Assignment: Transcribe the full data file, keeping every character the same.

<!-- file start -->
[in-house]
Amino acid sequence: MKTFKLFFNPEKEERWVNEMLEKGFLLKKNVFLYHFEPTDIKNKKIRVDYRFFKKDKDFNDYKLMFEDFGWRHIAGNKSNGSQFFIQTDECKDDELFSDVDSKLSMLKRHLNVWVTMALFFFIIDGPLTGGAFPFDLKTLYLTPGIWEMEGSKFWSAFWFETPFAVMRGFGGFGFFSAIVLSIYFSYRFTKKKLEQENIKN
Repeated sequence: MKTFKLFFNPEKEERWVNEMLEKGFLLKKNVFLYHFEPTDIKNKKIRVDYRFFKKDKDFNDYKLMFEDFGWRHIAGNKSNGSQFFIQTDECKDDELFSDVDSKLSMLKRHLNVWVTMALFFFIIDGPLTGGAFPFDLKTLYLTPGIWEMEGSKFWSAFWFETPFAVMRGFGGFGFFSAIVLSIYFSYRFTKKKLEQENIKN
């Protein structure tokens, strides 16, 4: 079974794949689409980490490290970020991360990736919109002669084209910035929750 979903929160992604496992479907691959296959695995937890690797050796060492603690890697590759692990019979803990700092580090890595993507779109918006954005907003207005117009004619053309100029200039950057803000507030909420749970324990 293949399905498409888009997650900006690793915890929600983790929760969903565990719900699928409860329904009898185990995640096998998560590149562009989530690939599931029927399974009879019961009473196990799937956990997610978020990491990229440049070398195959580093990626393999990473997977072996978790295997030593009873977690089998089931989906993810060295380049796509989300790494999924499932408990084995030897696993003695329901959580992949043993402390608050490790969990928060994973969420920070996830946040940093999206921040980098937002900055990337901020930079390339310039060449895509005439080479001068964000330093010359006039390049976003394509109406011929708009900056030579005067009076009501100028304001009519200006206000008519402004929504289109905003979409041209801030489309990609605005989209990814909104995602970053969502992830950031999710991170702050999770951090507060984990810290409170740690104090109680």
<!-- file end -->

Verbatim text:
[in-house]
Amino acid sequence: MKTFKLFFNPEKEERWVNEMLEKGFLLKKNVFLYHFEPTDIKNKKIRVDYRFFKKDKDFNDYKLMFEDFGWRHIAGNKSNGSQFFIQTDECKDDELFSDVDSKLSMLKRHLNVWVTMALFFFIIDGPLTGGAFPFDLKTLYLTPGIWEMEGSKFWSAFWFETPFAVMRGFGGFGFFSAIVLSIYFSYRFTKKKLEQENIKN
Repeated sequence: MKTFKLFFNPEKEERWVNEMLEKGFLLKKNVFLYHFEPTDIKNKKIRVDYRFFKKDKDFNDYKLMFEDFGWRHIAGNKSNGSQFFIQTDECKDDELFSDVDSKLSMLKRHLNVWVTMALFFFIIDGPLTGGAFPFDLKTLYLTPGIWEMEGSKFWSAFWFETPFAVMRGFGGFGFFSAIVLSIYFSYRFTKKKLEQENIKN
């Protein structure tokens, strides 16, 4: 079974794949689409980490490290970020991360990736919109002669084209910035929750 979903929160992604496992479907691959296959695995937890690797050796060492603690890697590759692990019979803990700092580090890595993507779109918006954005907003207005117009004619053309100029200039950057803000507030909420749970324990 293949399905498409888009997650900006690793915890929600983790929760969903565990719900699928409860329904009898185990995640096998998560590149562009989530690939599931029927399974009879019961009473196990799937956990997610978020990491990229440049070398195959580093990626393999990473997977072996978790295997030593009873977690089998089931989906993810060295380049796509989300790494999924499932408990084995030897696993003695329901959580992949043993402390608050490790969990928060994973969420920070996830946040940093999206921040980098937002900055990337901020930079390339310039060449895509005439080479001068964000330093010359006039390049976003394509109406011929708009900056030579005067009076009501100028304001009519200006206000008519402004929504289109905003979409041209801030489309990609605005989209990814909104995602970053969502992830950031999710991170702050999770951090507060984990810290409170740690104090109680």